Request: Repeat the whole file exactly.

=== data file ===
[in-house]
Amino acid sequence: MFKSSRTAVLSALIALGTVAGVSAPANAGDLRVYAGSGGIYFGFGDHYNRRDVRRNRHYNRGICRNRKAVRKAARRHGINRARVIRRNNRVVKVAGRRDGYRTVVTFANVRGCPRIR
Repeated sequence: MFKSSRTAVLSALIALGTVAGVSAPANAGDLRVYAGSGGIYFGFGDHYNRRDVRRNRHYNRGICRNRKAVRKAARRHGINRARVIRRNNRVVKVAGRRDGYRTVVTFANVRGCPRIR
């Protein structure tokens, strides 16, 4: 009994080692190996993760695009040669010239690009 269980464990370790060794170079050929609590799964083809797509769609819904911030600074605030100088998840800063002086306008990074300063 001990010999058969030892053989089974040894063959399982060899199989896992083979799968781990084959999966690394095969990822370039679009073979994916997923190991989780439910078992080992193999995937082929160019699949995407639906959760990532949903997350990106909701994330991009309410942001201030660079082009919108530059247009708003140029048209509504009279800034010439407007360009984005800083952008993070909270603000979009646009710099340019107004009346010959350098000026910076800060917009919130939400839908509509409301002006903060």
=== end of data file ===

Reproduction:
[in-house]
Amino acid sequence: MFKSSRTAVLSALIALGTVAGVSAPANAGDLRVYAGSGGIYFGFGDHYNRRDVRRNRHYNRGICRNRKAVRKAARRHGINRARVIRRNNRVVKVAGRRDGYRTVVTFANVRGCPRIR
Repeated sequence: MFKSSRTAVLSALIALGTVAGVSAPANAGDLRVYAGSGGIYFGFGDHYNRRDVRRNRHYNRGICRNRKAVRKAARRHGINRARVIRRNNRVVKVAGRRDGYRTVVTFANVRGCPRIR
């Protein structure tokens, strides 16, 4: 009994080692190996993760695009040669010239690009 269980464990370790060794170079050929609590799964083809797509769609819904911030600074605030100088998840800063002086306008990074300063 001990010999058969030892053989089974040894063959399982060899199989896992083979799968781990084959999966690394095969990822370039679009073979994916997923190991989780439910078992080992193999995937082929160019699949995407639906959760990532949903997350990106909701994330991009309410942001201030660079082009919108530059247009708003140029048209509504009279800034010439407007360009984005800083952008993070909270603000979009646009710099340019107004009346010959350098000026910076800060917009919130939400839908509509409301002006903060």